We know that all sin (see Romans 3:23), but we tend to hold others to a higher standard. That attitude is the epitome of hypocrisy. And let’s face it we are all hypocritical at times. As Christians, we are called to hold each other accountable, but after reading this Smith’s statement, I think I will pay closer attention to being merciful. Considering my own faults when I approach others. What about you? I would love to hear from you.
C. Fred Smith, Developing a Biblical Worldview, Nashville, TN: B&H Academic, 2015. 27. ↵
Over two thousand years ago, You faced the horrors of the cross. The cruel tortures of that wicked tree reveal the severity of sin, my sin. You cried out, “My God! My God! Why have You forsaken me!” It was through this forsakenness that we experience the embrace of Abba’s arms. Restored. Restless and rebellious subjects reconciled to a Regal King.
Wrecked with agonizing pain so that others could experience peace. By the crimson flow of Calvary, the filthy stains of sin wash away from our souls. Incarnate Deity dying removing sin’s strong hand. Worthy is the Lamb slain over two millennia ago! Praise ushers forth from grateful hearts on this most wondrous Good Friday for we know the rest of the story!
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A Jewish man stepped in and watched a part of [Adolf] Eichmann’s trial and burst into tears. Some next to him said, “Your anger must be unbearable.” He said, “No, it isn’t anger. The longer I sit here, the more I realize I have a heart like his.”
We ALLneed forgiveness for our depravity. Mark Twain quipped, “We are all like the moon. We have a dark side we don’t want anybody to see.” How true it is! However, some refuse to see their own Charles Swindoll records,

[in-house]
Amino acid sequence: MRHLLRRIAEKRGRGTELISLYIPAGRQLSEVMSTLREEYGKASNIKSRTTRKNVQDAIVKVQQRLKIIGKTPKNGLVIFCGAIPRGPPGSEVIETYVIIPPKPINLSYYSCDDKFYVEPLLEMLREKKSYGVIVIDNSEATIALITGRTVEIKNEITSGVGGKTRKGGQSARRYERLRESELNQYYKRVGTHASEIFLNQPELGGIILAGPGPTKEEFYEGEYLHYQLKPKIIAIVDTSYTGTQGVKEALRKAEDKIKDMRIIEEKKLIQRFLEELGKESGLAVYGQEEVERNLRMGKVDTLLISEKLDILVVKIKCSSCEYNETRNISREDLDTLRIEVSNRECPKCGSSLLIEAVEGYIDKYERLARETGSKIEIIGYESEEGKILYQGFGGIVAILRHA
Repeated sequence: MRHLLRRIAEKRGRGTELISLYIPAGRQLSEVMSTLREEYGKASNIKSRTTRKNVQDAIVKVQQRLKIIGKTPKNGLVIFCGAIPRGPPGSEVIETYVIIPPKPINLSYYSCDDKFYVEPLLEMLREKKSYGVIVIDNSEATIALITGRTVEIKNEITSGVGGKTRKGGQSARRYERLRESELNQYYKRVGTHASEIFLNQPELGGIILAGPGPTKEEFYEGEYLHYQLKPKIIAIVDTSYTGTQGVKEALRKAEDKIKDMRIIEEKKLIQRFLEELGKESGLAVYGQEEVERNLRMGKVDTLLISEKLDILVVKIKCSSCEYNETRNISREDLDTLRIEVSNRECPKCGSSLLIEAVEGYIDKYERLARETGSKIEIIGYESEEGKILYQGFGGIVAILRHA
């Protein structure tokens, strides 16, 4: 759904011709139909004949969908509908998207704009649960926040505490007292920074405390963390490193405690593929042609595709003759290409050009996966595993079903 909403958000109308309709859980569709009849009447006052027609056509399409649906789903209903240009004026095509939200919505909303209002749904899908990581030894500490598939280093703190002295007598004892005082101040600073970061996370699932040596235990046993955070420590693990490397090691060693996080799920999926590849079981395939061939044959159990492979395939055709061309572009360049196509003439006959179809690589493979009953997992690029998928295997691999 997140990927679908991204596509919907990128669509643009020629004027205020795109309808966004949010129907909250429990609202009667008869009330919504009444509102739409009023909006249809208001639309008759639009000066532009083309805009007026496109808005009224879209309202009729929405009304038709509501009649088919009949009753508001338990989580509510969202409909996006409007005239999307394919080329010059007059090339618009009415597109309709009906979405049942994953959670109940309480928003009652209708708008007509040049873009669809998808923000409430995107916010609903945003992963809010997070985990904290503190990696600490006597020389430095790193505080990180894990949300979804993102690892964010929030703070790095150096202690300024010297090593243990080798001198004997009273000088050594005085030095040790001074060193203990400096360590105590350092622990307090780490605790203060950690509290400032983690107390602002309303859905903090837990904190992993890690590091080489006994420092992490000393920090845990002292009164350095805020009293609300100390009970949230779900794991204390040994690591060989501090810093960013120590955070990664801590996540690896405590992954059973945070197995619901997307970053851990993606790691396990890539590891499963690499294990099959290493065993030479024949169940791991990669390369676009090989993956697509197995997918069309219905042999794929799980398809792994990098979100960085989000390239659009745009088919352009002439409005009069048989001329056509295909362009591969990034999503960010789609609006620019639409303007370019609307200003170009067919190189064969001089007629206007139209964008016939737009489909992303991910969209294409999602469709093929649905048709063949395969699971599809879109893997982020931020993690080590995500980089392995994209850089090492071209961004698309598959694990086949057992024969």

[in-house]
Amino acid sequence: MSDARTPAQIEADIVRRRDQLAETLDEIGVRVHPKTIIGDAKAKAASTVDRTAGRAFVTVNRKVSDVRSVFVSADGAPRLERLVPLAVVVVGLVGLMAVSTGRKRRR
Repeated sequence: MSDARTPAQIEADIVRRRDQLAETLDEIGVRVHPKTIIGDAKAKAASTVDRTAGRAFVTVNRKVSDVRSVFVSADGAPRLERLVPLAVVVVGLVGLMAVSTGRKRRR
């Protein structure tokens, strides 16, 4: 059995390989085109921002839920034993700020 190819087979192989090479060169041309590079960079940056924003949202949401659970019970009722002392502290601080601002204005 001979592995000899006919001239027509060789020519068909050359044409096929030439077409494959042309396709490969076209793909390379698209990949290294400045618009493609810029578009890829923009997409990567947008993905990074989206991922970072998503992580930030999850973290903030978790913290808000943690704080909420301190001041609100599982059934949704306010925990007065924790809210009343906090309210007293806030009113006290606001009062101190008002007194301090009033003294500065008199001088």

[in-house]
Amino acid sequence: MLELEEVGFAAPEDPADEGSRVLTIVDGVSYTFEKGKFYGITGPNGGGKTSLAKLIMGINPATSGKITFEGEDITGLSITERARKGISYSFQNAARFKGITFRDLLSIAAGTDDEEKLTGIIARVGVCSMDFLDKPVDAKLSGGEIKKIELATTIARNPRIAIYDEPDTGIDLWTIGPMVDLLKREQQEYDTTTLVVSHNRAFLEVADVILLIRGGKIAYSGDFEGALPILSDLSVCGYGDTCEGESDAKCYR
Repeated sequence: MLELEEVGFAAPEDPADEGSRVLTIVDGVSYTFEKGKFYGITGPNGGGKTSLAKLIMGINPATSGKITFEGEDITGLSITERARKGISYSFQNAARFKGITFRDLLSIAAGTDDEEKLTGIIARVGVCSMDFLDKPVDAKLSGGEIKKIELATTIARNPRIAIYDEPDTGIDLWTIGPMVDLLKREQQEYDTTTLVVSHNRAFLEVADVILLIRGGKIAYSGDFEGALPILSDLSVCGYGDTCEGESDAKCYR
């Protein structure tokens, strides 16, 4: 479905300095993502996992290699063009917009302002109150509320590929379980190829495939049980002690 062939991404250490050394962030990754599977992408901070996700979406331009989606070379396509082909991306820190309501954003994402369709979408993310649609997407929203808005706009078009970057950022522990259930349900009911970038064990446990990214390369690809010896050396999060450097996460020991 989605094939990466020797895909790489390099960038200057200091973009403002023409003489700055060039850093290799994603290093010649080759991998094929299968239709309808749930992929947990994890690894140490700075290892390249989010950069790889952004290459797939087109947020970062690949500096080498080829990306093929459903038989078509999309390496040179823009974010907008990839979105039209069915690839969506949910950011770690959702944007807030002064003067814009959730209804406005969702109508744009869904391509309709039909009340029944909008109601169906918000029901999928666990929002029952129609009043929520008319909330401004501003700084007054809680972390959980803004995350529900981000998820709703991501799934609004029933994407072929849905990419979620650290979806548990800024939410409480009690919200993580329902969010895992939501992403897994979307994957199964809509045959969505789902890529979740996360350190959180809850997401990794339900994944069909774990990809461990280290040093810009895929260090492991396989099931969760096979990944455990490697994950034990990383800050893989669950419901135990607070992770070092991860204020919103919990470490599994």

Webster says depraved means, “marked by corruption or evil, perverted, crooked.” It’s important that you understand this is an internal disease; you can’t detect it from the outside. Most folks don’t look depraved. Most of us do a masterful job of covering it up. But never doubt that underneath, deep down inside, there is this disease that eats away at us and pollutes our thoughts and our words (intellect), our relationships (emotions), and our actions (will). 
In Luke 7:36-50, we are given a tale of two debtors which illustrates the need we ALL have for mercy and grace. This sermon will examine the debtors, the debt, and the dispensation in the parable spoken by Jesus. It is important that a parable lays alongside , in this case, it is the story that is unfolding at the banquet of the Pharisee.
[PAINT THE SCENE]
There has been much debate concerning how many times Jesus was anointed. There are four records in the Gospels (Mt 26:6-13; Mk 14:3-9; Lk 7:36-50; Jn 12:1-8). My opinion is Luke’s account is an earlier anointing of Jesus. There were three anointing events (Matthew and Mark being the same event). Warren Wiersbe writes, “Do not confuse this event with a similar one involving Mary of Bethany (John 12:1-8), and do not identify this woman with Mary Magdalene (Mark 16:9; Luke 8:2) as many continue to do.”
The Debtors 
“A moneylender had two debtors: one owed five hundred denarii and the other fifty.”
What can we know about this person from this text? The first thing is that his name was Simon (40).
Although he was a Pharisee, it is possible he invited Jesus to his home because he was curious about Him. This would explain the internal turmoil he was having about Jesus allowing this woman to touch Him (39).
He was blind to his sinfulness, the woman’s worth as a human, and who Jesus was!
A perfect illustration of this man’s attitude can be seen in Luke 18:9-14. [CITE]
Simon the Pharisee was the perfect example of what Jesus spoke of near the end of the Sermon on the Mount (Matthew 7:1-5). [TURN]
Wiersbe writes, “The parable does not deal with the amount of sin in a person’s life but the awareness of that sin in his heart.”
How much does it take to be in debt? Or sinner?